November 18 in History
|November 18th is…
Apple Cider Day
National Princess Day
Though there is no specific origin to the celebration of Occult Day, it is not hard to understand why a day such as this would exist. We all wonder if there is a world that remains unseen yet is as real as our own and with power that can be obtained. Our fascination with witches goes far back as Hansel and Gretel and as recent as Bewitched and Harry Potter.
Witchcraft and wizardry can easily be traced back to philosophy, possibly our earliest form of science. Alchemy, or the desire to turn ordinary metals into gold, was probably the first area in which the supernatural was studied. Now witchcraft, astrology, numerology, the Ouija Board, Tarot cards, and other forms of fortune telling are tied into the occult.
Here in America, we have our history of witch trials. In particular are the trials that were held in Salem, Massachusetts in the early 1690s. Many of the townspeople were tried, convicted, and executed as witches. This is now known as a gross miscarriage of justice, and yet, at the same time, Salem has become a place of pilgrimage for many practicing the occult.
How to celebrate this day is easy. Go have your palm read, or your fortune told. Or have a Harry Potter Movie marathon. Read your horoscope, all of which would acknowledge the weird world of the occult.
401 – The Visigoths, led by king Alaric I, crossed the Alps and invaded northern Italy.
1307 – William Tell shot an apple off his son’s head with an arrow.
1421 – St. Elizabeth’s Flood – A seawall at the Zuiderzee dike in the Netherlands breaks, flooding 72 villages and killing about 10,000 people.
1477 – First English-dated printed book Dictes & Sayengis of the Phylosophers was published by William Caxton.
1626 – St. Peter’s Basilica was consecrated. Replaced the earlier Basilica, consecrated on this same date in 326 AD.
1727 (Earthquake) Tabriz, Iran – an estimated 77,000 people were killed.
1805 – Thirty women met at Mrs. Silas Lee’s home in Wiscasset, Maine, and organized the Female Charitable Society of Wiscasset, the first woman’s club in America. They published a 32-page book upon their centennial.
1865 – Mark Twain’s short story The Celebrated Jumping Frog of Calaveras County was published in the New York Saturday Press.
1872 – The first US patent (#133,188) for an adding machine capable of printing totals and subtotals, called a “calculating machine,” was issued to E.D. Barbour of Boston, Massachusetts.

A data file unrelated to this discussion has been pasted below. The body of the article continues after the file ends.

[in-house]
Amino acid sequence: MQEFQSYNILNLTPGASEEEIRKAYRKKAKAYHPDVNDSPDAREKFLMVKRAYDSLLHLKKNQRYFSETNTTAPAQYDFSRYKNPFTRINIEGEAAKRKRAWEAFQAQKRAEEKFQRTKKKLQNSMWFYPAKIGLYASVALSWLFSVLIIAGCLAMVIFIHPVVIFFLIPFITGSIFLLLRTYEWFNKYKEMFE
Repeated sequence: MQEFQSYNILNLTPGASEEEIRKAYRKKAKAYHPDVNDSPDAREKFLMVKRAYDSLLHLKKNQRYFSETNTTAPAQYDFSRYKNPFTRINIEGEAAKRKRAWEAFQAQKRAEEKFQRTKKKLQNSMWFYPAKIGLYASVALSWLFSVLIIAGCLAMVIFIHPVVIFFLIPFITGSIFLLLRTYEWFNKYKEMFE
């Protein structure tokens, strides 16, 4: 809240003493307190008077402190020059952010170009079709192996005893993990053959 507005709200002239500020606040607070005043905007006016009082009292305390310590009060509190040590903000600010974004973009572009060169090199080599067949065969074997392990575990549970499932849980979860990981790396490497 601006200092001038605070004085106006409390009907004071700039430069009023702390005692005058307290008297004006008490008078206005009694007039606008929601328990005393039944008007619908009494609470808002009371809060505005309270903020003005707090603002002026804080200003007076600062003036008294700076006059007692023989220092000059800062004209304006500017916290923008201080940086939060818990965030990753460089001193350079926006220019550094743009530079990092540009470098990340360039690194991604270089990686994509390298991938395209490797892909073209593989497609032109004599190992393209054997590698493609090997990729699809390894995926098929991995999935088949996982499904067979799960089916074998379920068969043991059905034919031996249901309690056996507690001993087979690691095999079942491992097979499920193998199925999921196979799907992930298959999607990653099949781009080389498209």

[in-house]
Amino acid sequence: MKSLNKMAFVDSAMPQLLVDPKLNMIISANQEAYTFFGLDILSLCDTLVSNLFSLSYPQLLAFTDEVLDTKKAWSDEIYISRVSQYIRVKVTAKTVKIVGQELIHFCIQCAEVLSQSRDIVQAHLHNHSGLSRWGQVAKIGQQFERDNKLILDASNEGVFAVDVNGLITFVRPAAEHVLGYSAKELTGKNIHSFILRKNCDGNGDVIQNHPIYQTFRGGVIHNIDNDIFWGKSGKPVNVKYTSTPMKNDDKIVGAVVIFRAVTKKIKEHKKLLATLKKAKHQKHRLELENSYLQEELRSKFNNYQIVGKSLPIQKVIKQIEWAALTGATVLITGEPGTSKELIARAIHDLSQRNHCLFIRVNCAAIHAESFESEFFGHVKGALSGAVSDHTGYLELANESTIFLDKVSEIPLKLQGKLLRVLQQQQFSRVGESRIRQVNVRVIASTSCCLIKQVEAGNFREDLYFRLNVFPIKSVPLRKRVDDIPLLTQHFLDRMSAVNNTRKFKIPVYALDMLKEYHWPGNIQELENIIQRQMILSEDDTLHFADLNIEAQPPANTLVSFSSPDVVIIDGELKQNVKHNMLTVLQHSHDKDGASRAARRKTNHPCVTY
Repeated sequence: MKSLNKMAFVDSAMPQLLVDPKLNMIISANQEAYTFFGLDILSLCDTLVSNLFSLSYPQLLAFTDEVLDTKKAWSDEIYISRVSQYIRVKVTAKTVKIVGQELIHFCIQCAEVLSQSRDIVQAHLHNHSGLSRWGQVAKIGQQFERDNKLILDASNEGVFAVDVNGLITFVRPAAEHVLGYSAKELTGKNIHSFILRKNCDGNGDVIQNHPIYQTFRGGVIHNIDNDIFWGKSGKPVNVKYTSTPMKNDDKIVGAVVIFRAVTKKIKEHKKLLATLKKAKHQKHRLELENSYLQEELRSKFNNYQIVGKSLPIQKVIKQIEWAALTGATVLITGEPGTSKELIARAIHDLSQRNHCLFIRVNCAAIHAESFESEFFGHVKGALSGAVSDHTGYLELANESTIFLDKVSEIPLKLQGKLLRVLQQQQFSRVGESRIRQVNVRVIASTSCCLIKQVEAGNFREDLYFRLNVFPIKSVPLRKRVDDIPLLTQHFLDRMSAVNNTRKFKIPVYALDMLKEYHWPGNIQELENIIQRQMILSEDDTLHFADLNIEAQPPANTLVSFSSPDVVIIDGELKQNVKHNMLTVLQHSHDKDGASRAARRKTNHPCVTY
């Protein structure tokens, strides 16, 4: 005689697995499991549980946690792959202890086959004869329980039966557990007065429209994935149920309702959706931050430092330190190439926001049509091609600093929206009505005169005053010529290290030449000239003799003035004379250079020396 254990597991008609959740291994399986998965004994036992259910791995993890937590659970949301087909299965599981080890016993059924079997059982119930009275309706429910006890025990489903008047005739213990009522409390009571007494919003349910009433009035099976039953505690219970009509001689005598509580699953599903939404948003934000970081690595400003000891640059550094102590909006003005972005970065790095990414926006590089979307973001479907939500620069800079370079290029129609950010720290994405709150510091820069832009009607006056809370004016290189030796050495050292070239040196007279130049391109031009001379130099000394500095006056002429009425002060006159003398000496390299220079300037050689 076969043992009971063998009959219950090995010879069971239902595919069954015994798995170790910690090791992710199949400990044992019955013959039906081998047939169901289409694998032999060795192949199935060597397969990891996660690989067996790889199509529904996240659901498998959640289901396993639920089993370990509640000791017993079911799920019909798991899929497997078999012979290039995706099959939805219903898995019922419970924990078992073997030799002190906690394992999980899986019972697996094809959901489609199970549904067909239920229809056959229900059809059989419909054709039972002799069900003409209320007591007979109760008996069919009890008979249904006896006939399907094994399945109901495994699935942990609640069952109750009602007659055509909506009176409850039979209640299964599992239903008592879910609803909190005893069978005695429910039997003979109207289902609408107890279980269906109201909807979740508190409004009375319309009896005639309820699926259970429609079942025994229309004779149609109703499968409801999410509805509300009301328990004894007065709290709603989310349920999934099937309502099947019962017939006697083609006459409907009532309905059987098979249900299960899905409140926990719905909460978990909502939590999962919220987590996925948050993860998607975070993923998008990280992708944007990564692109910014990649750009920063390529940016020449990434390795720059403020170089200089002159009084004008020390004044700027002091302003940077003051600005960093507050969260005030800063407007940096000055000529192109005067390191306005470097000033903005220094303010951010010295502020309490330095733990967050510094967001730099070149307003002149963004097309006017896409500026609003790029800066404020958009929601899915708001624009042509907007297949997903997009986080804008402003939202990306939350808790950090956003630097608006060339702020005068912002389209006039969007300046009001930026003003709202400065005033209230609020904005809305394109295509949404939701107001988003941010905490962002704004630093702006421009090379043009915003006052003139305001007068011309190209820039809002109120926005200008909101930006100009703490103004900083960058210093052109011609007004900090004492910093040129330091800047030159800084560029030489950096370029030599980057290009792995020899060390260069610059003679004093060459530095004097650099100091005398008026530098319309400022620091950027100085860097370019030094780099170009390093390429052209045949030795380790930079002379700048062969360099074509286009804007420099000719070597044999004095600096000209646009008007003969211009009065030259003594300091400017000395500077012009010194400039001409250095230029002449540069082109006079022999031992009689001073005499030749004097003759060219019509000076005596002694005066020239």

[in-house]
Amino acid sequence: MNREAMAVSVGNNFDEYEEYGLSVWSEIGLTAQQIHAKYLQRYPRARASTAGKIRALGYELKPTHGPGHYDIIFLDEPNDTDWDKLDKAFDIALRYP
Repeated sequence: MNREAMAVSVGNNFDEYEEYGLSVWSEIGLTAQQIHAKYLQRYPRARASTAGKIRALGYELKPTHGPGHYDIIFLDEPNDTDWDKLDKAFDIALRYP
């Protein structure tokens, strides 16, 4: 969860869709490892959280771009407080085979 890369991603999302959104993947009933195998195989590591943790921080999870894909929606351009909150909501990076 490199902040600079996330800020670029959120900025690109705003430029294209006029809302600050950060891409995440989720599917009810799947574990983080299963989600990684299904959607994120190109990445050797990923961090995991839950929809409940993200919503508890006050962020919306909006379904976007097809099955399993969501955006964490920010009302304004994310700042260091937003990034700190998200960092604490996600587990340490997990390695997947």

1872 – American suffragette Susan B Anthony was arrested after voting on the 5th of November in Rochester, New York. She was found guilty and never paid the $100 fine.
1874 – National Woman’s Christian Temperance Union organized in Cleveland.
1878 – Soprano Marie Selika Williams became the first Black artist to perform at the White House, Washington DC.
1883 – ‘Standard Time’ in the United States went into effect at noon for the first time. Before this, towns across the US set their own times by observing the position of the sun.
1902 – Brooklyn toymaker Morris Michtom named the teddy bear he invented after US President Teddy Roosevelt. He founded the Ideal Novelty and Toy Company in 1907.
1913 – The first airplane in the U.S. to perform a loop-de-loop was piloted by Lincoln Beachey over North Island, San Diego, California
1928 – Walt Disney’s Mickey Mouse first appeared in NY in Steamboat Willie. It seems that every time this is brought up, someone points out that Walt Disney did the original voice, and he did! Happy Birthday, Mickey Mouse!
1932 – Flowers & Trees received the first Academy Award for a cartoon.
1949 – National League batting leader (.342) Jackie Robinson won the NL MVP.
1950 – #1 Hit April 29, 1950 – July 14, 1950: Anton Karas – The Third Man Theme
1962 – ‘Ma’ Bell Telephone introduced the push button telephone.
1963 – The Touch-Tone telephone with 10 push buttons, manufactured by the Western Electric Manufacturing of the Bell System, was released commercially.
1970 – Linus Pauling declared that large doses of Vitamin C could ward off the common cold.
1978 – In Jonestown, Guyana, 918 members of Peoples Temple were murdered and/or committed suicide under the leadership of cult leader Jim Jones. The bodies of over 400 of those who died are buried in a mass grave at Evergreen Cemetery in Oakland, California.
1982 – Yentl, Amityville 3-d and A Christmas Story were released in US theaters.
1985 – Sesame Street’s Elmo was introduced. Kevin Clash usually puppeteered him. Since Clash’s controversial resignation in late 2012, he has been puppeteered by Ryan Dillon.
1992- The Seinfeld episode titled The Contest was broadcast. It was a controversial episode that later won an Emmy and was named the number one episode of all time by TV Guide magazine.
1993 – WWF boss Vince McMahon was charged with steroid distribution.
1993 – The House approved the North American Free Trade Agreement (NAFTA) of Representatives.
1999 – 12 people were killed and 27 injured at Texas A&M University when a massive bonfire under construction collapsed.
2000 – #1 Hit November 18, 2000 – February 2, 2001: Destiny’s Child – Independent Women
2115 – 100 Years: The Movie You Will Never See is a secret film written by and starring John Malkovich. 100 Years is kept in a high-tech safe in bulletproof glass that will open automatically on November 18, 2115, the date of the film’s release. The plot remains a complete mystery.